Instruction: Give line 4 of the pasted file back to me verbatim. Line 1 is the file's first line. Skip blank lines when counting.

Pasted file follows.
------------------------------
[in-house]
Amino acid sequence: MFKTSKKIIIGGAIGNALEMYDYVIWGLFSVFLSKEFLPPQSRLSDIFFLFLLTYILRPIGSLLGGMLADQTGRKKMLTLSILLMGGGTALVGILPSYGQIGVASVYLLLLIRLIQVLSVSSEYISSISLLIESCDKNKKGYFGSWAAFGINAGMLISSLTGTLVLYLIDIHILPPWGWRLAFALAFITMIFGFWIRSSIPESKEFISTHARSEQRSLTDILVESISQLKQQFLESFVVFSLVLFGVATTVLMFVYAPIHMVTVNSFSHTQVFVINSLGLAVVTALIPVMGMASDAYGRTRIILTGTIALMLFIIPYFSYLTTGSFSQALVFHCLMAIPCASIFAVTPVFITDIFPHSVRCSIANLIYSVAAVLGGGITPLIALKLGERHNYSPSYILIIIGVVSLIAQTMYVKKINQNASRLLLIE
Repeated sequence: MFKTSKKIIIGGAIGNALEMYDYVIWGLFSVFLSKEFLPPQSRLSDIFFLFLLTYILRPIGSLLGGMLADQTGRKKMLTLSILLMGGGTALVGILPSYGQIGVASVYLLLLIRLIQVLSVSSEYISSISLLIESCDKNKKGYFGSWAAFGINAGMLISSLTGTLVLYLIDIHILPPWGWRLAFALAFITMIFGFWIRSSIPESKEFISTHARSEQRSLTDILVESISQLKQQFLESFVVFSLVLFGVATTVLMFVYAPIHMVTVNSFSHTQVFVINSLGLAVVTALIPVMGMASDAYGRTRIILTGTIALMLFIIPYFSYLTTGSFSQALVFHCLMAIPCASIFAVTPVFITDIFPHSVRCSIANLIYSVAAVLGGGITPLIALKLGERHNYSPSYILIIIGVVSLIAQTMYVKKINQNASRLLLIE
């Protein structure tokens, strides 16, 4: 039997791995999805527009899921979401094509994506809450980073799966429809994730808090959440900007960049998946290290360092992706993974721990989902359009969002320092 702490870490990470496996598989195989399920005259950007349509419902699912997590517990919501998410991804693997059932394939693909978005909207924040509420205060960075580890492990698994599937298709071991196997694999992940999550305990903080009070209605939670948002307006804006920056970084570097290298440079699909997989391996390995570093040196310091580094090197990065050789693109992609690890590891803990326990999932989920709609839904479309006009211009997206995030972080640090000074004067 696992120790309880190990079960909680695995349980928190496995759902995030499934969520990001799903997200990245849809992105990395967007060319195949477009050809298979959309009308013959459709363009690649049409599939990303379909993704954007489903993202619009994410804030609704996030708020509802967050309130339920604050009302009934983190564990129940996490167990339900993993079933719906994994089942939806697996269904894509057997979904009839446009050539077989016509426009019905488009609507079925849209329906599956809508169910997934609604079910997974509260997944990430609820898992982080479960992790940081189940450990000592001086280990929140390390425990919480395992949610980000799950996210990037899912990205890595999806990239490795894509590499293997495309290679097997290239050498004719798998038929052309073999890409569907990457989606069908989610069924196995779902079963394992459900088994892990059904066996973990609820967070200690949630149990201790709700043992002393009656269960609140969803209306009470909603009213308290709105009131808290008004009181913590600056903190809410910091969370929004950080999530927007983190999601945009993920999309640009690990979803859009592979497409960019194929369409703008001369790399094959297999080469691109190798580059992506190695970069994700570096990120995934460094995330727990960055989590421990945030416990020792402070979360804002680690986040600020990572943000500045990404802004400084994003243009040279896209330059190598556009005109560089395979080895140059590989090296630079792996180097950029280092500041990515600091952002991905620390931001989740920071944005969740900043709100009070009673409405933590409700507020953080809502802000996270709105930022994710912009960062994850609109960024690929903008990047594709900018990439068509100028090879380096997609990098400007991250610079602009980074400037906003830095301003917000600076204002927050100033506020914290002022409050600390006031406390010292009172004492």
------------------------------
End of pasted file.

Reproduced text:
């Protein structure tokens, strides 16, 4: 039997791995999805527009899921979401094509994506809450980073799966429809994730808090959440900007960049998946290290360092992706993974721990989902359009969002320092 702490870490990470496996598989195989399920005259950007349509419902699912997590517990919501998410991804693997059932394939693909978005909207924040509420205060960075580890492990698994599937298709071991196997694999992940999550305990903080009070209605939670948002307006804006920056970084570097290298440079699909997989391996390995570093040196310091580094090197990065050789693109992609690890590891803990326990999932989920709609839904479309006009211009997206995030972080640090000074004067 696992120790309880190990079960909680695995349980928190496995759902995030499934969520990001799903997200990245849809992105990395967007060319195949477009050809298979959309009308013959459709363009690649049409599939990303379909993704954007489903993202619009994410804030609704996030708020509802967050309130339920604050009302009934983190564990129940996490167990339900993993079933719906994994089942939806697996269904894509057997979904009839446009050539077989016509426009019905488009609507079925849209329906599956809508169910997934609604079910997974509260997944990430609820898992982080479960992790940081189940450990000592001086280990929140390390425990919480395992949610980000799950996210990037899912990205890595999806990239490795894509590499293997495309290679097997290239050498004719798998038929052309073999890409569907990457989606069908989610069924196995779902079963394992459900088994892990059904066996973990609820967070200690949630149990201790709700043992002393009656269960609140969803209306009470909603009213308290709105009131808290008004009181913590600056903190809410910091969370929004950080999530927007983190999601945009993920999309640009690990979803859009592979497409960019194929369409703008001369790399094959297999080469691109190798580059992506190695970069994700570096990120995934460094995330727990960055989590421990945030416990020792402070979360804002680690986040600020990572943000500045990404802004400084994003243009040279896209330059190598556009005109560089395979080895140059590989090296630079792996180097950029280092500041990515600091952002991905620390931001989740920071944005969740900043709100009070009673409405933590409700507020953080809502802000996270709105930022994710912009960062994850609109960024690929903008990047594709900018990439068509100028090879380096997609990098400007991250610079602009980074400037906003830095301003917000600076204002927050100033506020914290002022409050600390006031406390010292009172004492």